WEDNESDAY, June 28, 2023 (HealthDay News) -- For patients with insulin-naive type 2 diabetes, once-weekly icodec is superior for reduction in hemoglobin A1c (HbA1c), according to a study published online June 24 in the Journal of the American Medical Association to coincide with the annual meeting of the American Diabetes Association, held from June 23 to 26 in San Diego.
Ildiko Lingvay, M.D., M.P.H., from the University of Texas Southwestern Medical Center in Dallas, and colleagues examined the efficacy and safety of once-weekly icodec versus once-daily insulin degludec in people with insulin-naive type 2 diabetes in a phase 3a trial conducted at 92 sites in 11 countries. Participants were randomly assigned to once-weekly icodec and once-daily placebo or once-daily degludec and once-weekly placebo (294 patients in each group).
The researchers found that the mean HbA1c level decreased from 8.6 to 7.0 percent at 26 weeks in the icodec group and from 8.5 to 7.2 percent in the degludec group (estimated treatment difference, −0.2 percentage points), confirming noninferiority and superiority. No significant between-group differences were seen in the change in fasting plasma glucose from baseline to week 26, mean weekly insulin dose during the last two weeks of treatment, or change in body weight from baseline to week 26. The icodec group had combined level 2 or 3 hypoglycemia rates that were numerically higher from week 0 to 31 and statistically significantly higher from week 0 to 26.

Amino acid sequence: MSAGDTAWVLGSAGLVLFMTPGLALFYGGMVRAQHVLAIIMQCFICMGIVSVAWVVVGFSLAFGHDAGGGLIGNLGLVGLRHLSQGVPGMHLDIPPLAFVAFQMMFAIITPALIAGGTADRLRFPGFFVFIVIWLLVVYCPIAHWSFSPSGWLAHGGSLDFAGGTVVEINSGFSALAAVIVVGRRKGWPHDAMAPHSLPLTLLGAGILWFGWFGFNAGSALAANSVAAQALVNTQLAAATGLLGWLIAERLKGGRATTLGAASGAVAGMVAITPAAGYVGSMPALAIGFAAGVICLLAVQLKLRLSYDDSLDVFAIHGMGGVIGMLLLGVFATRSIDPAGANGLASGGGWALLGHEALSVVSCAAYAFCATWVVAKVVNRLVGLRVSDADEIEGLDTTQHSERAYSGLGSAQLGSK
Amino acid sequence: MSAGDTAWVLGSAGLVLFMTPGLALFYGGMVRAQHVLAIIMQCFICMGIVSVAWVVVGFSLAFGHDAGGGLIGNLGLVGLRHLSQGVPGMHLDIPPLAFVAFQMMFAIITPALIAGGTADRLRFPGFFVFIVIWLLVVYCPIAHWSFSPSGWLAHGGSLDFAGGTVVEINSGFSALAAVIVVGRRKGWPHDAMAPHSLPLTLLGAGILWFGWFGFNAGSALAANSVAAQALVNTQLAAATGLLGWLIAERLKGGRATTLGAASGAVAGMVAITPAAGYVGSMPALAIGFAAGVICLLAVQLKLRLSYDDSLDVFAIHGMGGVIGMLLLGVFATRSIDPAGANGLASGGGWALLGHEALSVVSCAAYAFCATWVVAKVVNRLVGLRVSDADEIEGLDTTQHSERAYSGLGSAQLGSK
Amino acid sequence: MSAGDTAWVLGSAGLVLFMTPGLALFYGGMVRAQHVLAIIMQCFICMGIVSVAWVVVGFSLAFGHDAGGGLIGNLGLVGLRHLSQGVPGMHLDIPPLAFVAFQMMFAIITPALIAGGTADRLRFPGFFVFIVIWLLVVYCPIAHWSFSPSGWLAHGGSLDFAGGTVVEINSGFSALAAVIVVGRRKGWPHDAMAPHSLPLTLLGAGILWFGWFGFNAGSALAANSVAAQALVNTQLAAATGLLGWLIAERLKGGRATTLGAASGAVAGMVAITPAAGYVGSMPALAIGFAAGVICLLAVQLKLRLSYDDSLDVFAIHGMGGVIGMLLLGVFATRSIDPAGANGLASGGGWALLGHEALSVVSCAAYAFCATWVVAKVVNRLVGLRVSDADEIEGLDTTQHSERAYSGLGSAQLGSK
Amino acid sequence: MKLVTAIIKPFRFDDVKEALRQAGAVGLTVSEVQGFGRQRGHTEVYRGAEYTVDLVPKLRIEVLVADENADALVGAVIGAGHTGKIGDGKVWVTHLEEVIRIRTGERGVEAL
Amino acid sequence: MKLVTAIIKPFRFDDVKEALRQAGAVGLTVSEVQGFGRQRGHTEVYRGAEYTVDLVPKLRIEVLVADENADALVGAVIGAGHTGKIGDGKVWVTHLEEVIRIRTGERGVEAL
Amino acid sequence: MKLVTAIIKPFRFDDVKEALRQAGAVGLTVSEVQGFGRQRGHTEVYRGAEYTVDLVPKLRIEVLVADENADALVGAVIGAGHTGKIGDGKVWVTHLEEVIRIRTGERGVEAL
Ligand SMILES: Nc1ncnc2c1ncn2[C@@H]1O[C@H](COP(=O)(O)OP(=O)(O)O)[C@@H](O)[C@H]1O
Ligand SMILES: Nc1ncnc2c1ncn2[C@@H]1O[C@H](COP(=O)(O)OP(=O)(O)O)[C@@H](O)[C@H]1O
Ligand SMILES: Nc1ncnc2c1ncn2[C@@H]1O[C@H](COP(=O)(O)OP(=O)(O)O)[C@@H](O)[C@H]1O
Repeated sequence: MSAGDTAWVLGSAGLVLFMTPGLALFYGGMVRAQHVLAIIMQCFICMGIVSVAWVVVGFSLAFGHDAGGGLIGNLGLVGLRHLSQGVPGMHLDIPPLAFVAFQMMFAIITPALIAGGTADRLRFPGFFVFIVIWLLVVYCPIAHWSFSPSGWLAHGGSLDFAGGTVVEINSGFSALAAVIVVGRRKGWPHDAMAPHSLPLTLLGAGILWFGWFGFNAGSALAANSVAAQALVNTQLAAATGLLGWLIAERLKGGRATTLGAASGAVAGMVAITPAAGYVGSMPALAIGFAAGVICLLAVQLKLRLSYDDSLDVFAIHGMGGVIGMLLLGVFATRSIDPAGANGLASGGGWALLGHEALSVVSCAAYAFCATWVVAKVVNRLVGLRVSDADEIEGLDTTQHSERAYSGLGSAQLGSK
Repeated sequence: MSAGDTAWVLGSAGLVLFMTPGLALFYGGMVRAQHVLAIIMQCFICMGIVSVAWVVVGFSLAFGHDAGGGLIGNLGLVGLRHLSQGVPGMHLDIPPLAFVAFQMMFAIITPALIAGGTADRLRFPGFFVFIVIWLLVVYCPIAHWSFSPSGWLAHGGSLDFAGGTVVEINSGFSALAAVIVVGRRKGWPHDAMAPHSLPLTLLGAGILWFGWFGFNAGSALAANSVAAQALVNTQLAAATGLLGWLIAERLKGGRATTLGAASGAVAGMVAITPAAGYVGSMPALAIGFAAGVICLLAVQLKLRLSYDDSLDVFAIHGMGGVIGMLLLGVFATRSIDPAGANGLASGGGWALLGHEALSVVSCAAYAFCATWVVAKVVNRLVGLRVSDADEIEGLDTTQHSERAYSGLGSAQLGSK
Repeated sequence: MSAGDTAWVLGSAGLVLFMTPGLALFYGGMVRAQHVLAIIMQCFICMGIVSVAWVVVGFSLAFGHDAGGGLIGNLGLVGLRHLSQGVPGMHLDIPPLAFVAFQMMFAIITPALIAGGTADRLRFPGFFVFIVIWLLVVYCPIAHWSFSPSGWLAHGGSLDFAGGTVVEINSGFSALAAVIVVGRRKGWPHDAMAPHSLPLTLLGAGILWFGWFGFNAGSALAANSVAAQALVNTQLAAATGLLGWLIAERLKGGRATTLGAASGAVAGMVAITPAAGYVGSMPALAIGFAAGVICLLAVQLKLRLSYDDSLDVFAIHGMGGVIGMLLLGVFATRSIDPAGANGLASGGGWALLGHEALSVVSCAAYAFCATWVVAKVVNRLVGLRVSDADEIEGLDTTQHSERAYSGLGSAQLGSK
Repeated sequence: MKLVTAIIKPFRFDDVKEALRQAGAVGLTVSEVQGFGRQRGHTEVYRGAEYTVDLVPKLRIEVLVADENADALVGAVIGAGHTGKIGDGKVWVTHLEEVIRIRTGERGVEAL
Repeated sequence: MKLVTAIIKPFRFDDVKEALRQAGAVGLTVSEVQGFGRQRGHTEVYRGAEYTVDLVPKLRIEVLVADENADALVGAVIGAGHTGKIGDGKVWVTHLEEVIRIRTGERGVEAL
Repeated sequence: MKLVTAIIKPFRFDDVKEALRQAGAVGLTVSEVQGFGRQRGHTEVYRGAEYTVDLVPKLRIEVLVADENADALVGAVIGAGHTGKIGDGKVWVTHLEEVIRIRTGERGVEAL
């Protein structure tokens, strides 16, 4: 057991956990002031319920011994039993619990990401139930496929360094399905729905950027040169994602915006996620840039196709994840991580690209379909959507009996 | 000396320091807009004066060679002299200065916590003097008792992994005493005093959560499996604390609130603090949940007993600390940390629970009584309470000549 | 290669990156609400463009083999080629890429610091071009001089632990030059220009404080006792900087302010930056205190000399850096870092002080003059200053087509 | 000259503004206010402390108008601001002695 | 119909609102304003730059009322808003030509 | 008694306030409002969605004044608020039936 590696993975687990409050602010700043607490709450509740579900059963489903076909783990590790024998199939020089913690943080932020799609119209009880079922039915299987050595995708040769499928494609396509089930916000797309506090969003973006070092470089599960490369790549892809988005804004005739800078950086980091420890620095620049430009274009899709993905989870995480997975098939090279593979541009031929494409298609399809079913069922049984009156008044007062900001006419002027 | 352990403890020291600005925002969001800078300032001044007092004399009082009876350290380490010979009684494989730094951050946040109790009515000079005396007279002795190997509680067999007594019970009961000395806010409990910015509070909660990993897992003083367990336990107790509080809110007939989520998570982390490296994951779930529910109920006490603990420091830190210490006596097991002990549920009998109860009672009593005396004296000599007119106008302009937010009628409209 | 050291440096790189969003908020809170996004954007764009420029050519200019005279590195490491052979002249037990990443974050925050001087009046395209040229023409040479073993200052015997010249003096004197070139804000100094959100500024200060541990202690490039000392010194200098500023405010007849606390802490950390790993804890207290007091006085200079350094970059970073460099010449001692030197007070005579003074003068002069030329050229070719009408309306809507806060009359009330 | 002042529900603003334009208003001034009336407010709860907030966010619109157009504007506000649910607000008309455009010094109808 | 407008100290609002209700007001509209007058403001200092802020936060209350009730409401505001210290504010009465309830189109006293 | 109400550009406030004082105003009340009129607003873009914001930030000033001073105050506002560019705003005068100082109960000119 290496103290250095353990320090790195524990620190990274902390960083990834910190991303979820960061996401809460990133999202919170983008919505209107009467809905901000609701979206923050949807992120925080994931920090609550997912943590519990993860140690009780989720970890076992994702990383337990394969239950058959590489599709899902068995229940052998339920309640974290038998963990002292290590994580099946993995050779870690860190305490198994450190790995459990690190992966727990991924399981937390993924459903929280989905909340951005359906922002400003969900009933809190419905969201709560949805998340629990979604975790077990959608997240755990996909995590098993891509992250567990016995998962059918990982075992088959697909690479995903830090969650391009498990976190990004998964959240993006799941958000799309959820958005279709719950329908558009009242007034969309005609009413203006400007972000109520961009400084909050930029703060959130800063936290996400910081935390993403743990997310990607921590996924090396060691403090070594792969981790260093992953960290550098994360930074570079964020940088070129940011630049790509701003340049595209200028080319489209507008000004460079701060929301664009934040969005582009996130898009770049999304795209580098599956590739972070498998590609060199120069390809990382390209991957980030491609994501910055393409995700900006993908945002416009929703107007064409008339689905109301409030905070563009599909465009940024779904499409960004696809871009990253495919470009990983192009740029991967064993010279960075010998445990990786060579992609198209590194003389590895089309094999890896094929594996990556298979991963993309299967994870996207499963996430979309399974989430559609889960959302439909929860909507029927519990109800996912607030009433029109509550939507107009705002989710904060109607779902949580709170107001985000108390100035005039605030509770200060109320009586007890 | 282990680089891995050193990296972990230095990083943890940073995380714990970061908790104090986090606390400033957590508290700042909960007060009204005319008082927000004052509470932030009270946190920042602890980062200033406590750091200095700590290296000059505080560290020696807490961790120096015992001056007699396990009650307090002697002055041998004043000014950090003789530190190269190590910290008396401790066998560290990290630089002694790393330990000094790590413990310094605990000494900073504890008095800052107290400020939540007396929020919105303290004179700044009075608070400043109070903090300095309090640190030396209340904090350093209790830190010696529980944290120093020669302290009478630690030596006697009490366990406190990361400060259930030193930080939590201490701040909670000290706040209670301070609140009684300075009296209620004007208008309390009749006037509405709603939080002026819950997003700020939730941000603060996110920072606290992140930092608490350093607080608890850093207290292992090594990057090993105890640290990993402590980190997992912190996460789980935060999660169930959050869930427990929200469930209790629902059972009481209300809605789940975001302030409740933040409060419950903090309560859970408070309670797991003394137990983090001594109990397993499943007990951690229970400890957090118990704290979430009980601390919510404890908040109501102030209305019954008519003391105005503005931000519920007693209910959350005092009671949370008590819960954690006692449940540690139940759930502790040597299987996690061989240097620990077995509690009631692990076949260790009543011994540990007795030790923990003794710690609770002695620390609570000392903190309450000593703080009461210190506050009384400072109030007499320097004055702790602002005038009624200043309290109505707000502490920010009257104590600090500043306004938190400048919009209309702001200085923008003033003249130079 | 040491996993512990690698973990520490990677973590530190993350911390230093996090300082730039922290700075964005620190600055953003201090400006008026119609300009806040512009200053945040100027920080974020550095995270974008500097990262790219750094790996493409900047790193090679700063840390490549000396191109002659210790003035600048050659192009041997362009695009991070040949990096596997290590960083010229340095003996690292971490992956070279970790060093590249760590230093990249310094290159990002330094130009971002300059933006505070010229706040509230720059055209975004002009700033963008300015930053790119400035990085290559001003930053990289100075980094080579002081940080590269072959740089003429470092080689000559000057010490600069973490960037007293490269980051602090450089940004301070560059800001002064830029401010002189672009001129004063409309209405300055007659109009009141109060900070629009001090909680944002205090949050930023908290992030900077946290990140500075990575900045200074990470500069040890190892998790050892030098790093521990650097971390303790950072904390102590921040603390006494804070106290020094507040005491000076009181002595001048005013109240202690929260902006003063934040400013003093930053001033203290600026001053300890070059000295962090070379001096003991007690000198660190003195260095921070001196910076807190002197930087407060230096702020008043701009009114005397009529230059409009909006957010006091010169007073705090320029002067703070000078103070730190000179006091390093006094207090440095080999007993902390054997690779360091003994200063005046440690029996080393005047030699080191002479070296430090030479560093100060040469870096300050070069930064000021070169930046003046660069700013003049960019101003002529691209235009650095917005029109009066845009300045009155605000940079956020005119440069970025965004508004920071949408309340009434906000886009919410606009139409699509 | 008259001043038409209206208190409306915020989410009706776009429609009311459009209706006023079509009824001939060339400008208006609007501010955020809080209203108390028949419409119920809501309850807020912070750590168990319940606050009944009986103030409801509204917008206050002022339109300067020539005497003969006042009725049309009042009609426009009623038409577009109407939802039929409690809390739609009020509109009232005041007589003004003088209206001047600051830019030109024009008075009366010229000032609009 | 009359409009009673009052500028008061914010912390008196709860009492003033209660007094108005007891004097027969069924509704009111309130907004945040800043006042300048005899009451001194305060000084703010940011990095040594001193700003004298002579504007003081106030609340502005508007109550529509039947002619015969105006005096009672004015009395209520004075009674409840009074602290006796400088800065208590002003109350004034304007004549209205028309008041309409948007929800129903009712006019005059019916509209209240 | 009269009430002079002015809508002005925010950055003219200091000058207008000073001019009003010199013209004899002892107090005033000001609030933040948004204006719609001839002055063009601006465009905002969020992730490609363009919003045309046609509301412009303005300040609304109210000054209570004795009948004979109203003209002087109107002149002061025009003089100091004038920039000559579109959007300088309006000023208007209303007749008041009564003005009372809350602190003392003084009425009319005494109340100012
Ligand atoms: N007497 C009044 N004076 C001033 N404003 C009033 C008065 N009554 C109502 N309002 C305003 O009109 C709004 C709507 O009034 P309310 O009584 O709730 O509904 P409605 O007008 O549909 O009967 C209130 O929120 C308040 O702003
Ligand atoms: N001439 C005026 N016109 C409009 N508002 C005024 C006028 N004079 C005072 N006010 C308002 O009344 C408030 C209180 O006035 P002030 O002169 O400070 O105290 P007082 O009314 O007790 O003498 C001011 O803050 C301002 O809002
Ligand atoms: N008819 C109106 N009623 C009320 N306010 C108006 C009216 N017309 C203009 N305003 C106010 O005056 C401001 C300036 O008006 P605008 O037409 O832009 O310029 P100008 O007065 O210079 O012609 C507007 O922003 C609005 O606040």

"When considering treatment with icodec insulin in clinical practice, the small added glycemic benefit and convenience of the once-weekly administration should be weighed against the small absolute risk of hypoglycemia," the authors write.
Several authors disclosed ties to pharmaceutical companies, including Novo Nordisk, which manufactures once-weekly insulin icodec and funded the study.